EP55 - Sustainable Ecommerce Podcast
This week’s show is the fourth one in our mini series on rethinking waste.
So far we’ve touched on ocean plastic and how Plastic Bank is rethinking that as a resource is generating significant social and economic opportunity.
And, we’ve looked at mechanical recycling of textiles with Upparel, and how they are actively stitching together supply chains for the recycled fibre, then chemical recycling with BlockTexx where blends are being split out and turned into new PET chips and organic paste to be used in soil regeneration projects.
So today we move onto footwear. 110 million pairs of shoes are imported into Australia every year, and basically without rethinking used footwear as a resource, they all end in landfill.
My guest today has been spearheading the recycling of shoes since 2010 and I think you will agree has an extraordinary depth of experience and pedigree in the business-for-good movement.
John Elliott is the founder of Save Our Soles, they’re the organisation behind every shoe collection box you maybe have seen or used at stores like JD Sports, Rebel Sport and just about everyone else.
We learn about the Save our Soles process in today’s show, but with John’s deep industry experience I found the whole conversation fascinating, even if it does get a little philosophical in places.
About John Elliot
John has a rich and storied history with sports shoes and apparel, starting out with Puma in the 1980s, followed by Sports Co before running And One in Australia. The owners of And One eventually went on to found B Lab after selling the brand, and John moved on to being the Australian distributor for Nike ACG. John also sat as on the board of B Lab for 5 years after it got started.
After reading Tim Flannery’s book on climate change in 2005, he moved on to chairing the Nike environmental group for APAC. He started up the Nike shoe recycling process which he funded himself, and after leaving Nike in 2010 took the recycling function with him, which he renamed to Save Our Soles
Inspired by the opportunity to do good with footwear, John became the MD in Australia for Toms Shoes, famous for their “Buy 1, Give 1” impact model. During the time there, Tom’s impact grew from gifting 1 million pairs to 94 million pairs, which is an almost incomparable impact. After leaving Tom’s, John finally turned his attention back to Save Our Soles, and quickly formed a partnership with ASGA (Australian Sporting Goods Association) to arrange for all the major players in the retail sector to host collection bins, and today Save Our Soles has over 900 collection bins around Australia.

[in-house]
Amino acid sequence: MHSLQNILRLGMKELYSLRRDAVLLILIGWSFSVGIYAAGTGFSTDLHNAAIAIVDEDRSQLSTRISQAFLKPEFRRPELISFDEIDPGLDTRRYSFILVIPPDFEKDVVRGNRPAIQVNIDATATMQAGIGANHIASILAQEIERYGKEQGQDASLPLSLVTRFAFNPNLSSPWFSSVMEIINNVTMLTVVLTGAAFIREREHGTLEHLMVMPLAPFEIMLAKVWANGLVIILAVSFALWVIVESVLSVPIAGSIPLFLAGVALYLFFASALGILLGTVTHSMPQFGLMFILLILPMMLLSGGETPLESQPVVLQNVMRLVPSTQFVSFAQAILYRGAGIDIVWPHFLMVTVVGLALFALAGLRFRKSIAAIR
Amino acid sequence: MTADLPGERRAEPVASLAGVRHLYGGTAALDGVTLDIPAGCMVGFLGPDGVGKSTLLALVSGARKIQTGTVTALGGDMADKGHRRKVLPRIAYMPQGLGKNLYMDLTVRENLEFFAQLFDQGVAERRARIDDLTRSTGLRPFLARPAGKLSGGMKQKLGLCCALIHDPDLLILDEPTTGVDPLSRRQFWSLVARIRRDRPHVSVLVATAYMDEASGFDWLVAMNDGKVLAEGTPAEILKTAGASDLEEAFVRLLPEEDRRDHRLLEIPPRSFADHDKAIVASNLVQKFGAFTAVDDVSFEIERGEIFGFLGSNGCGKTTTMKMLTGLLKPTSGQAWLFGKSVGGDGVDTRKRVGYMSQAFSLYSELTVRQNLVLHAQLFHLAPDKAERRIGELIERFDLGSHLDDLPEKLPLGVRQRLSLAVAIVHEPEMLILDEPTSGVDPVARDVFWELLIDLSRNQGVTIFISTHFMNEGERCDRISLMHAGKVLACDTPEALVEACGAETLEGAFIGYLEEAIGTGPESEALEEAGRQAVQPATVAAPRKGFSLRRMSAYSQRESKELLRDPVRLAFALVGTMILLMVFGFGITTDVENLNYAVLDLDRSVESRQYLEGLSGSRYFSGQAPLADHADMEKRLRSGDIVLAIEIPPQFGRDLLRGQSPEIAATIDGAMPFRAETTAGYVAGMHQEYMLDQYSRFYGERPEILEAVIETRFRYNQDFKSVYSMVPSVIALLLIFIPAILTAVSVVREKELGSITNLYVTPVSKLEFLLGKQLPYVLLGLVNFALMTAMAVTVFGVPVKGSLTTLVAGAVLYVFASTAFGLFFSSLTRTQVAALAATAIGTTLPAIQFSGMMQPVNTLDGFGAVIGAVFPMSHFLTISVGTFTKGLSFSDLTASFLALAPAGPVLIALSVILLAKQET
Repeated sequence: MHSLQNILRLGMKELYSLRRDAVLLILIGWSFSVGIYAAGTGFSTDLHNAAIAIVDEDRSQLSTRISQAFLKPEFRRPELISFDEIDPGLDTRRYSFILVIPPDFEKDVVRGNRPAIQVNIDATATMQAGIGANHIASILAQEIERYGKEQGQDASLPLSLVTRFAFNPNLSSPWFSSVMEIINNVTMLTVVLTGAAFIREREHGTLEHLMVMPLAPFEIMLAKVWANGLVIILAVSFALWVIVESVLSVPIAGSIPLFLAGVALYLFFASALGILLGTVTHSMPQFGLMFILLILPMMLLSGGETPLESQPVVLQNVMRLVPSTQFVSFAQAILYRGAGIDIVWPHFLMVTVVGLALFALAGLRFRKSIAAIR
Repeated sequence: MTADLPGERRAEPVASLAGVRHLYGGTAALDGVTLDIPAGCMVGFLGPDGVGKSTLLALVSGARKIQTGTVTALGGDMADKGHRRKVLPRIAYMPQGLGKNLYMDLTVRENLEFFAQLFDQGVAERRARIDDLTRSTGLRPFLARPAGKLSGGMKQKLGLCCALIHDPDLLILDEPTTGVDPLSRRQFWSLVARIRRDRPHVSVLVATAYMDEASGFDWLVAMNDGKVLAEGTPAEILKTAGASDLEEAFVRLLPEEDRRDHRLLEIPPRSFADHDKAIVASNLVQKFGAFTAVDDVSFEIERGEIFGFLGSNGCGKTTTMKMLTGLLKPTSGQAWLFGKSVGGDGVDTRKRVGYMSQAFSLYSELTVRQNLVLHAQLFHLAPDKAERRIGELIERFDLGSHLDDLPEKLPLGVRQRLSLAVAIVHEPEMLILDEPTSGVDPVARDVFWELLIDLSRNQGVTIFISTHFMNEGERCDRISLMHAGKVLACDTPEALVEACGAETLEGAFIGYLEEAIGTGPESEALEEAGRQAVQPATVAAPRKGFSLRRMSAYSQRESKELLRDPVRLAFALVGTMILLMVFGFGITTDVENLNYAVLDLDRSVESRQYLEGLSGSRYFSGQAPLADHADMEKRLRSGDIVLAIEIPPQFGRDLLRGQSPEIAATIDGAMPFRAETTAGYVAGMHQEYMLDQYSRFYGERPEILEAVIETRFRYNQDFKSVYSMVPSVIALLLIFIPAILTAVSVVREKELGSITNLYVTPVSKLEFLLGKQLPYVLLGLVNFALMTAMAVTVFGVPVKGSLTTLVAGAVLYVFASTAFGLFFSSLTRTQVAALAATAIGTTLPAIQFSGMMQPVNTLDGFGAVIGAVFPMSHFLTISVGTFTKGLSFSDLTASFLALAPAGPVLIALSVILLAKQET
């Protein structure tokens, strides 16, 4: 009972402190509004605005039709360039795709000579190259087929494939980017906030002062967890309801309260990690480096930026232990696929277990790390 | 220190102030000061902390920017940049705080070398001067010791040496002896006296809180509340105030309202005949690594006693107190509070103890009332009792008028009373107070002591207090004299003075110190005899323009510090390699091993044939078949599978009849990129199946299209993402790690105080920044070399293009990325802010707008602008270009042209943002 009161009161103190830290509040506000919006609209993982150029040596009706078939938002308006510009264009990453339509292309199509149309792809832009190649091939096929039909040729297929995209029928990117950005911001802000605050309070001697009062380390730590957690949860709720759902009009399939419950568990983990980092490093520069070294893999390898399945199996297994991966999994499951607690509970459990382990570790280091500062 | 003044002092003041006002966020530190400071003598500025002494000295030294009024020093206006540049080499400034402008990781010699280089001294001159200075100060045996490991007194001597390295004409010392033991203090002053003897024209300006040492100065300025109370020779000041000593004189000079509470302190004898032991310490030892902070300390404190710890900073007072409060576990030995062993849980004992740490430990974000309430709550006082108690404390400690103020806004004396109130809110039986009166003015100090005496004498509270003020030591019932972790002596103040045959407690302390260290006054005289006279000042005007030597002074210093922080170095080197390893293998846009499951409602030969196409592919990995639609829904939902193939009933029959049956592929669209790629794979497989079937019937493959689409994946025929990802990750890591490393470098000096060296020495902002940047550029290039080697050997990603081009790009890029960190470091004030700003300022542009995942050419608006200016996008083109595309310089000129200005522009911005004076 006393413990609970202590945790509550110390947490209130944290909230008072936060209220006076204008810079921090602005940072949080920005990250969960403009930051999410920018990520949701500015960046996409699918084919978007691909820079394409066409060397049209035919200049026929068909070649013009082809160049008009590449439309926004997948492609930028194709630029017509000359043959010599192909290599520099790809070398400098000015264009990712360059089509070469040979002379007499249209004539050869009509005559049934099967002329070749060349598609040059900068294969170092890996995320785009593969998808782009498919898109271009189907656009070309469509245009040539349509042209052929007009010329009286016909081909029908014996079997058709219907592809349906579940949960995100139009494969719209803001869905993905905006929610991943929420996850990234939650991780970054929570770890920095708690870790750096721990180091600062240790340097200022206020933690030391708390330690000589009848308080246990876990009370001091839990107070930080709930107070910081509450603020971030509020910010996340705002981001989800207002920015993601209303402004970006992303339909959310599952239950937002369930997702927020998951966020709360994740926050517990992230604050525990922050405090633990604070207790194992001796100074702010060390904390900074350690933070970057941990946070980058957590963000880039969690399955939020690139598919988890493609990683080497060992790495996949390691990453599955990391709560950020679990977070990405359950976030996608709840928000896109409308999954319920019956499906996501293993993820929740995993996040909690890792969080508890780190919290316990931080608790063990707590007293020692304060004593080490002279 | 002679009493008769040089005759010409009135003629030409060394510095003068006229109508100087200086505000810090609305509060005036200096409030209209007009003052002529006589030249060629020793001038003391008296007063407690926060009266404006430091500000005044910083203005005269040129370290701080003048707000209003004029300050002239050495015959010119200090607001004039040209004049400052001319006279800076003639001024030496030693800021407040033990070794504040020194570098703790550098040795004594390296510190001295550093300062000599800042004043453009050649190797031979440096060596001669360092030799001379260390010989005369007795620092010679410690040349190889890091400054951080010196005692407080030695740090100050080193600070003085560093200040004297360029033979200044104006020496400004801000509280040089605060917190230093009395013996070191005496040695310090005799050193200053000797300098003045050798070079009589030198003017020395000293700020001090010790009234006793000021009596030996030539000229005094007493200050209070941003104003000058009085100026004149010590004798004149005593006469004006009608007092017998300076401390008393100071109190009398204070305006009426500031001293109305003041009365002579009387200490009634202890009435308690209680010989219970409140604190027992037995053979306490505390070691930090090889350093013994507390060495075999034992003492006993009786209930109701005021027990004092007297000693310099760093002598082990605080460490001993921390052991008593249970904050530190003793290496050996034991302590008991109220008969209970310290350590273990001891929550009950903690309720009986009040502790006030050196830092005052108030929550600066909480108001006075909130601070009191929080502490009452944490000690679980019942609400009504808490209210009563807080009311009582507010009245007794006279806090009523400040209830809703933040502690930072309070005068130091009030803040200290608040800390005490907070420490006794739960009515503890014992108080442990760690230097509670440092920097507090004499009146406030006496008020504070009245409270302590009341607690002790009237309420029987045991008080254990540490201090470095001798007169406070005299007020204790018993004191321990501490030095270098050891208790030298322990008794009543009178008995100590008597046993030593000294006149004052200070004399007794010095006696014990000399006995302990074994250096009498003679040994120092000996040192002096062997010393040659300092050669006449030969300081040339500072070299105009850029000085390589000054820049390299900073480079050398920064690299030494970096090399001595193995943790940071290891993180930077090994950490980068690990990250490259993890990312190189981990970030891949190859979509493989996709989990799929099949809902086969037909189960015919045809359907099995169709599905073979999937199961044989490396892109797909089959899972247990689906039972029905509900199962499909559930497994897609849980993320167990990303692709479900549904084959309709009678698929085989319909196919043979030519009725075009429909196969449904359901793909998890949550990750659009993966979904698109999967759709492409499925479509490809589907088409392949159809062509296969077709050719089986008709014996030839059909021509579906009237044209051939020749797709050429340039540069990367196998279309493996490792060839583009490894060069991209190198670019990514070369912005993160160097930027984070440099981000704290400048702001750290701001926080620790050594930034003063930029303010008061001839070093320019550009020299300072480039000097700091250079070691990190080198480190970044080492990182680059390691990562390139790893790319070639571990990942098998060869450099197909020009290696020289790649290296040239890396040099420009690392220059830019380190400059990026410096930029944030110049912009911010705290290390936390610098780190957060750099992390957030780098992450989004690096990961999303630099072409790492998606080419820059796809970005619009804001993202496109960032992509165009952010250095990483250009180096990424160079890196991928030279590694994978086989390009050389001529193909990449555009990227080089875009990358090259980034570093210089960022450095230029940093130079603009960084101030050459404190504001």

Why is Footwear Such a Huge Environmental Problem?
Globally, the footwear industry produces 23 Billion pairs of shoes per year, of which 100 Million are imported into Australia. While there is a small second hand market, eventually every single pair ends up in landfill. Since in sports footwear, most of the components are synthetic, that creates a very significant impact.
Nike faced huge challenges with this. They were very good at need-building marketing, but not good at marketing their sustainability initiatives. Good initiatives were seen as greenwashing when communicated to market.
Really using your business as a force for good is challenging.
What’s different now compared to when Nike started with environmental initiatives is that the consumer is driving it. Every brand now has an obligation to meet consumer demand, and they are demanding that business do better.
The younger generation are looking for vehicles to make the world a better place, and part of that is who they buy from. Not just what products are made from, but also brands that look after the product when you don’t want to use it any more.
Reframing Used Footwear as a Resource Rather than Waste
John’s view is that while footwear waste is a global problem, it needs to be treated with a local lens.
Quite simply, supply chain issues mean that recycling shoes in a closed loop approach, where recycled material is fed back to make more shoes is non-viable, especially in places like Australia where there is only a small artisan industry for shoemaking.
However, the first step is to reframe waste. If you call it waste, organisationally you ask how you get rid of it. If you reframe it as an asset, you ask what you can do with it. That’s a fundamentally different question.
Considering it as an asset enables you to consider how you can handle that material in the most responsible way. If it isn’t possible to make a shoe out of a shoe, what else can you do with it to avoid sending it to landfill? This is where Save Our Soles comes in.
How does Save Our Soles help?
Save our Soles basically provides the logistics and network to mechanically recycle footwear and turn that into other products, including shock pad flooring and insulation products. They focus is on sports shoes, but they also recycle work boots through their collaboration with Totally Workwear. They operate a network of collection points through the brand partner’s retail outlets, which drives economic value and customer traffic back to the brands.
Once collected, the footwear is stored in batches before being mechanically recycled using third party recycling partners. The soles are turned into a coarse crumb that is subsequently mixed with recycled tires and bonded and turned into shock pad flooring products.
The mostly nylon uppers are currently landfilled, but Save Our Soles are working on turning this fibrous product into insulation products.
If you are interested in working with Save Our Soles, head over to saveoursoles.co